To What End?

MAIN POINT OF PASSAGE (in one sentence): When sin is revealed, grace can be realized.

APPLICATION FROM THE PASSAGE:  When sin is revealed, respond with grace.


“The other day my mind went to places that God is not proud of. I wish I didn’t do that, and I don’t know what to do when it happens.” I could hear the shame and guilt in his voice. “I know it is wrong,” he said. I sympathized with him, since I, too, find myself in that same place at times. We discussed how our past church experiences impacted our responses to the recognized sin in our lives. We both had been misled concerning God’s purpose in revealing sin, and our responses to our sin demonstrated our faulty beliefs.

  • What is your response when you fail to follow God’s commands?


15 To give a human example, brothers: even with a man-made covenant, no one annuls it or adds to it once it has been ratified. 16 Now the promises were made to Abraham and to his offspring. It does not say, “And to offsprings,” referring to many, but referring to one, “And to your offspring,” who is Christ. 17 This is what I mean: the law, which came 430 years afterward, does not annul a covenant previously ratified by God, so as to make the promise void. 18 For if the inheritance comes by the law, it no longer comes by promise; but God gave it to Abraham by a promise.

19 Why then the law? It was added because of transgressions, until the offspring should come to whom the promise had been made, and it was put in place through angels by an intermediary. 20 Now an intermediary implies more than one, but God is one.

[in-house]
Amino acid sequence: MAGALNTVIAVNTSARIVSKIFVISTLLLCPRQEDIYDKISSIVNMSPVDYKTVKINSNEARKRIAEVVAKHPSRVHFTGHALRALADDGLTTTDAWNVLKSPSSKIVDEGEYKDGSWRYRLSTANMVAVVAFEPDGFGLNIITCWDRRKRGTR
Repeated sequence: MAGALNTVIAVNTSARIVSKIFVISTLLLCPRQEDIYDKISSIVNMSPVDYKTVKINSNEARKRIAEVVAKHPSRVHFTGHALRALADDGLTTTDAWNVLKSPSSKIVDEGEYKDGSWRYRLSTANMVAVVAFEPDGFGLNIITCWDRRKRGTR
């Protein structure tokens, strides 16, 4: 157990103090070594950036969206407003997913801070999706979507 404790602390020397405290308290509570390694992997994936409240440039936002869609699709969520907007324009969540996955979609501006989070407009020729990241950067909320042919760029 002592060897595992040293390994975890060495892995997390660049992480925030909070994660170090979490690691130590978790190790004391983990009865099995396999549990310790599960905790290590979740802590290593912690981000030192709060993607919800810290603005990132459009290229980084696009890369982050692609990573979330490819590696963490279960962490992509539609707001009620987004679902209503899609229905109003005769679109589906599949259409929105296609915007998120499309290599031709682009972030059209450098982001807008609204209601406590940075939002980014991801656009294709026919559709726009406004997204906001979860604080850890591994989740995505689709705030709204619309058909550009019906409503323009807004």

21 Is the law then contrary to the promises of God? Certainly not! For if a law had been given that could give life, then righteousness would indeed be by the law. 22 But the Scripture imprisoned everything under sin, so that the promise by faith in Jesus Christ might be given to those who believe.

23 Now before faith came, we were held captive under the law, imprisoned until the coming faith would be revealed. 24 So then, the law was our guardian until Christ came, in order that we might be justified by faith. 25 But now that faith has come, we are no longer under a guardian, 26 for in Christ Jesus you are all sons of God, through faith. 27 For as many of you as were baptized into Christ have put on Christ. 28 There is neither Jew nor Greek, there is neither slave nor free, there is no male and female, for you are all one in Christ Jesus. 29 And if you are Christ’s, then you are Abraham’s offspring, heirs according to promise.


(Today’s questions focus on verses 19-22.)

  1. In verse 19a, what reason did Paul give for one purpose of the Law?
  2. What is another attribute that differentiated the Law from God’s promise (vs. 20)?
  3. The Law would have been on the same level as God’s promises, given a certain condition. What was it lacking (vs. 21)?
  4. Why did Paul emphatically deny the Law being contrary to God’s promise? What makes it good (vss. 21-22)?
  5. When God uses his Word to reveal sin in your life, what difference would it make in your response if you saw these revelations as opportunities to come to him?

RESPOND TO GOD (115 words)

Much like the Galatians—who were misled in their beliefs regarding the true purpose of the Law—we can easily place righteousness attained by obedience to God’s commands as equal to righteousness received by his promise. Guilt, shame, justification, or declarations to do better result when we fail to follow God’s commands and seek to understand their purpose. The Law imprisons us under sin; but when sin is revealed, freedom can be realized through grace.

  • Ask God’s forgiveness for the ways you’ve made righteousness something to be attained instead of something to be received.
  • Thank him that, in revealing your sin through his commands, he creates an opportunity for you to come to him.